Confluent offers Confluent for Kubernetes (formerly Confluent Operator) with its Enterprise licence. While Kubernetes is great for running cloud-native stateless workloads, companies have been increasingly implementing their data solutions on Kubernetes, too. For Confluent, it is important to provide a serverless experience of Apache Kafka to its users. It is challenging to implement a distributed stateful system like Kafka as a serverless offering. This brings up issues like expanding and contracting clusters elastically without any downtime, keeping the storage in the cluster balanced, etc. To achieve this, Confluent uses Kubernetes.
To run its Brokers and Zookeeper, Confluent uses StatefulSets, which are like Kubernetes Deployments, except that the StatefulSet is designed to run stateful workloads. They key difference between stateless and stateful workloads is that while a stateless workload can be replicated to multiple instances, each of which do the same thing, instances of stateful workloads though, must have sticky identities. For example, pods of a database cannot afford to be identical because while they can all perform read operations, they cannot commit writes all at once - doing so would result in inconsistent data (violating the Consistency principle of ACID transactions.)
So, the pods that Deployments spin up are identical to each other, but pods brought up by a StatefulSet cannot be identical - they are ordered. A Deployment's pods have names with random hashes at the end but the names of a StatefulSet's pods have appended to them ordinal numbers that define a 0th pod, 1st pod, etc. Pods of a StatefulSet start up and shutdown sequentially. The 0th pod must come to a ready and running state before the 1st pod is started. They also have a sticky identity so when a pod dies, it gets replaced by a new pod with the same identity and with the same Persistent Volume Claim.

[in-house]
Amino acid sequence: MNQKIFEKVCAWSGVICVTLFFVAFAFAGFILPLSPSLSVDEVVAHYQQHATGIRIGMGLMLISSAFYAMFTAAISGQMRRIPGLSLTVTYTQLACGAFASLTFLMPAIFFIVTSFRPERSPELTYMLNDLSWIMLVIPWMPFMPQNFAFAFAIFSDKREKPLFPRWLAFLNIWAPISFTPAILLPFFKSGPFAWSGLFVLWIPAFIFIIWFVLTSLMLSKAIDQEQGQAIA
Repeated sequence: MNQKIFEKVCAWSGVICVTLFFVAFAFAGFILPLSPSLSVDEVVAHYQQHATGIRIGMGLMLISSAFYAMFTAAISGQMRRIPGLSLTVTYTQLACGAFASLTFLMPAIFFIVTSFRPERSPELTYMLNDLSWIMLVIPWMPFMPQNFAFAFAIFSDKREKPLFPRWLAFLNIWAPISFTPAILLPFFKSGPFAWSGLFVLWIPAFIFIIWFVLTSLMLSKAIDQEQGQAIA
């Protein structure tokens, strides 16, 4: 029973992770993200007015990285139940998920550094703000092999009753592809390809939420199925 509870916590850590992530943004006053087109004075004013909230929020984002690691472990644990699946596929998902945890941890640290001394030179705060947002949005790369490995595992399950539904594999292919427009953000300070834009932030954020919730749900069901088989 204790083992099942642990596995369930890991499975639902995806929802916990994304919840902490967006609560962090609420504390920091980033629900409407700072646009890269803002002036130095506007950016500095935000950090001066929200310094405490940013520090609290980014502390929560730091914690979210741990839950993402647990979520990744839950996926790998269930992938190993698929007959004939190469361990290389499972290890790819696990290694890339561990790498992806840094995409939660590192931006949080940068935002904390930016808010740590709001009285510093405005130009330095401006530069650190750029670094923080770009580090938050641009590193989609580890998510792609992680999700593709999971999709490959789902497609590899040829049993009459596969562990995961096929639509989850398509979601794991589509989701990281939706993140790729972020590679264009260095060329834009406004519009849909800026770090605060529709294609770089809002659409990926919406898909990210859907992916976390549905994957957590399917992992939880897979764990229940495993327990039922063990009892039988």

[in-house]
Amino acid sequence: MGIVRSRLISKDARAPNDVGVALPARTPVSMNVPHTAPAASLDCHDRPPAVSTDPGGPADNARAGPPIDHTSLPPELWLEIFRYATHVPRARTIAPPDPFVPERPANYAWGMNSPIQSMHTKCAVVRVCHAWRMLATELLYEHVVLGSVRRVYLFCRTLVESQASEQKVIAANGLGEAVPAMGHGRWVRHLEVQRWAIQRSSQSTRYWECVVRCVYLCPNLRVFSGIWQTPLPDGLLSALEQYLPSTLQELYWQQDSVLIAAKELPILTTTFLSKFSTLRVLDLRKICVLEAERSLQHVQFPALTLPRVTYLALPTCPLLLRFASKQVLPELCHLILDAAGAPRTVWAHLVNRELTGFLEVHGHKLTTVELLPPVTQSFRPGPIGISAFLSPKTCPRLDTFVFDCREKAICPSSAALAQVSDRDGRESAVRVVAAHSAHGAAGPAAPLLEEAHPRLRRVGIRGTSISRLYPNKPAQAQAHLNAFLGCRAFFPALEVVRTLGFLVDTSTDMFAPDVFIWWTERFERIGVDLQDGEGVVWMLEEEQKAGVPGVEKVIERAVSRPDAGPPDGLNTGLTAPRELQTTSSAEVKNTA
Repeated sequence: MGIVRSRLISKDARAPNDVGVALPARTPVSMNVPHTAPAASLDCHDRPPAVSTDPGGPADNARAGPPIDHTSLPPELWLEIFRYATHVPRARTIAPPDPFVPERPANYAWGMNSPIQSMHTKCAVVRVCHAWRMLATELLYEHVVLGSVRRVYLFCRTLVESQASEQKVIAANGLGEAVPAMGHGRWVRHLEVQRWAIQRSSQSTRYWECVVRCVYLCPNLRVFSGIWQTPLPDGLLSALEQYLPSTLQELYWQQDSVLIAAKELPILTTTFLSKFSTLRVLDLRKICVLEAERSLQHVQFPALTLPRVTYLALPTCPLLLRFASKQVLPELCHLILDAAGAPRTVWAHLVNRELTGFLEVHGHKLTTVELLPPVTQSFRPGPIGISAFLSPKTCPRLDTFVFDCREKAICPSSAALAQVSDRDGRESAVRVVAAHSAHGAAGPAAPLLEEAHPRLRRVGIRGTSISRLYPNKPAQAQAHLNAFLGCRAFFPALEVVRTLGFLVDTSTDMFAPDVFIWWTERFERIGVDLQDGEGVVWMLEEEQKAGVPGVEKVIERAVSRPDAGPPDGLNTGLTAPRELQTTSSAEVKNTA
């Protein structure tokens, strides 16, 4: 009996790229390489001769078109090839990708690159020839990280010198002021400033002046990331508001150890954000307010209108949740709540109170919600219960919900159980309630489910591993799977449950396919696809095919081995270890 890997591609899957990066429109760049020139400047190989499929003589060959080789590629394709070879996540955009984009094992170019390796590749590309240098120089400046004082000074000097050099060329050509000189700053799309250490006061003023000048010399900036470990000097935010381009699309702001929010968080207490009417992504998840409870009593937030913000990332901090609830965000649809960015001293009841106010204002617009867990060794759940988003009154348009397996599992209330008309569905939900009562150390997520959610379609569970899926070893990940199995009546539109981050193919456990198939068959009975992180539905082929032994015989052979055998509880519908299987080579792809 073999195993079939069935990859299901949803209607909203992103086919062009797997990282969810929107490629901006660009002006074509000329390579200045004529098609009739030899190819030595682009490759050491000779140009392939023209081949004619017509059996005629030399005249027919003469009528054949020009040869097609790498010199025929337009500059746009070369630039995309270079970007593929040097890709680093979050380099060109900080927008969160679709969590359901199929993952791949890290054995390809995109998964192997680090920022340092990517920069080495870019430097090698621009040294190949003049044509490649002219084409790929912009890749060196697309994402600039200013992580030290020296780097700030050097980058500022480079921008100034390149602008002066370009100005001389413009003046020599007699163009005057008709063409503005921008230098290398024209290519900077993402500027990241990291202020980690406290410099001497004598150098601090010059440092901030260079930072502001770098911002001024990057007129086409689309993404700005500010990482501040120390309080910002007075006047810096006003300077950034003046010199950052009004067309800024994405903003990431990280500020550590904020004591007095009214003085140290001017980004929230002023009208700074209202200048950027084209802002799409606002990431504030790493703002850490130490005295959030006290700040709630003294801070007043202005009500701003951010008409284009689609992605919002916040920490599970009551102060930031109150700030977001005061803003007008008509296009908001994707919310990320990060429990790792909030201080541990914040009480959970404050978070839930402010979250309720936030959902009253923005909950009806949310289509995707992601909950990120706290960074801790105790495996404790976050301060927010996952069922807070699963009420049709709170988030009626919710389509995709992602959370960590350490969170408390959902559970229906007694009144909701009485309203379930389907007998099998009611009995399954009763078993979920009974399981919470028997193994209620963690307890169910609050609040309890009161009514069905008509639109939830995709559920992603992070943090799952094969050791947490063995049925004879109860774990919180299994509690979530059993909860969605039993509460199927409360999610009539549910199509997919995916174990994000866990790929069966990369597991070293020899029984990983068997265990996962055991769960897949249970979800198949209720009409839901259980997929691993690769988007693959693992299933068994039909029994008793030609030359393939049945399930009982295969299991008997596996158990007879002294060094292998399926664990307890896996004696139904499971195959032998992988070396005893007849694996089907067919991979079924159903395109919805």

Confluent for Kubernetes uses StatefulSets for Kafka brokers and the Zookeeper.
In order to allow users to manage Confluent Platform, Confluent for Kubernetes exposes custom resources that it has defined, and implements the Operator pattern employed by Confluent Operator. Managing stateful applications in Kubernetes without a Kubernetes operator is tricky since the Kubernetes orchestrator does not know how to start up, update and shutdown the instances of the application. The operator pattern effectively automates the work of a devops operator.
At its heart, Confluent Operator defines custom resources and links them with with a controller running the control loop:
- observes the current state of the custom resources it manages,
- checks how it is different from the desired state of those resources and
- reconciles those differences by changing the current state to match the desired state -> This is the core of the operator.
In Part 2: Confluent's Custom Resource Definitions: brokers, zookeeper, schema registry, etc.
- This post is based not on my learnings from my work at Confluent, but from publicly available resources published by Confluent.*